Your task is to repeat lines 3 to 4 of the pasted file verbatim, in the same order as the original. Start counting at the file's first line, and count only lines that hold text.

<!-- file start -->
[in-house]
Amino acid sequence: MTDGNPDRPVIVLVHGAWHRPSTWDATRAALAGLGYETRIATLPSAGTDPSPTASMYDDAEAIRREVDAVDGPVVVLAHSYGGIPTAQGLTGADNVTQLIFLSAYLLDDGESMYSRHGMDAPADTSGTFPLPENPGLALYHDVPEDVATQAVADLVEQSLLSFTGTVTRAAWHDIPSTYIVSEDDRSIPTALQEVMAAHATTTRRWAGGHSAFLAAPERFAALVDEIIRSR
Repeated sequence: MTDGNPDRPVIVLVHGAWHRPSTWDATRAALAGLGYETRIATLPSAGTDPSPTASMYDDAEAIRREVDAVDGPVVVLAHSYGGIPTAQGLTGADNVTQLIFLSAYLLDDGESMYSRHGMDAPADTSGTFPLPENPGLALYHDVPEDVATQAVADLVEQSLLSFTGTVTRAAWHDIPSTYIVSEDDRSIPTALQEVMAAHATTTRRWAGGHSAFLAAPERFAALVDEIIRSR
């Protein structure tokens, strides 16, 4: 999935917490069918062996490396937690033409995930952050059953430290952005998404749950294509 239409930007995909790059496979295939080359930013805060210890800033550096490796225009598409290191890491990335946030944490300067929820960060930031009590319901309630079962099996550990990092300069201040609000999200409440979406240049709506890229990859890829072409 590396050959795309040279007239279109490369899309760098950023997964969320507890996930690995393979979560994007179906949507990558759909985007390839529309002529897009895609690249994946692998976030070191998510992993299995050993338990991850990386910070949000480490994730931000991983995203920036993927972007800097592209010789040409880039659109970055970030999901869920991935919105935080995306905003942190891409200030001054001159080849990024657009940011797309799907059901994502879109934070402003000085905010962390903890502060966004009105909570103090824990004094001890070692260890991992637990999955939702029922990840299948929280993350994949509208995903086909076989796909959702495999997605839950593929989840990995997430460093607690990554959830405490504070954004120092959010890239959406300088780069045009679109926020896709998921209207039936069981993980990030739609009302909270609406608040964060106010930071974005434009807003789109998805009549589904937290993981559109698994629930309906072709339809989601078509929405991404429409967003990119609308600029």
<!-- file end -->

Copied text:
Repeated sequence: MTDGNPDRPVIVLVHGAWHRPSTWDATRAALAGLGYETRIATLPSAGTDPSPTASMYDDAEAIRREVDAVDGPVVVLAHSYGGIPTAQGLTGADNVTQLIFLSAYLLDDGESMYSRHGMDAPADTSGTFPLPENPGLALYHDVPEDVATQAVADLVEQSLLSFTGTVTRAAWHDIPSTYIVSEDDRSIPTALQEVMAAHATTTRRWAGGHSAFLAAPERFAALVDEIIRSR
């Protein structure tokens, strides 16, 4: 999935917490069918062996490396937690033409995930952050059953430290952005998404749950294509 239409930007995909790059496979295939080359930013805060210890800033550096490796225009598409290191890491990335946030944490300067929820960060930031009590319901309630079962099996550990990092300069201040609000999200409440979406240049709506890229990859890829072409 590396050959795309040279007239279109490369899309760098950023997964969320507890996930690995393979979560994007179906949507990558759909985007390839529309002529897009895609690249994946692998976030070191998510992993299995050993338990991850990386910070949000480490994730931000991983995203920036993927972007800097592209010789040409880039659109970055970030999901869920991935919105935080995306905003942190891409200030001054001159080849990024657009940011797309799907059901994502879109934070402003000085905010962390903890502060966004009105909570103090824990004094001890070692260890991992637990999955939702029922990840299948929280993350994949509208995903086909076989796909959702495999997605839950593929989840990995997430460093607690990554959830405490504070954004120092959010890239959406300088780069045009679109926020896709998921209207039936069981993980990030739609009302909270609406608040964060106010930071974005434009807003789109998805009549589904937290993981559109698994629930309906072709339809989601078509929405991404429409967003990119609308600029």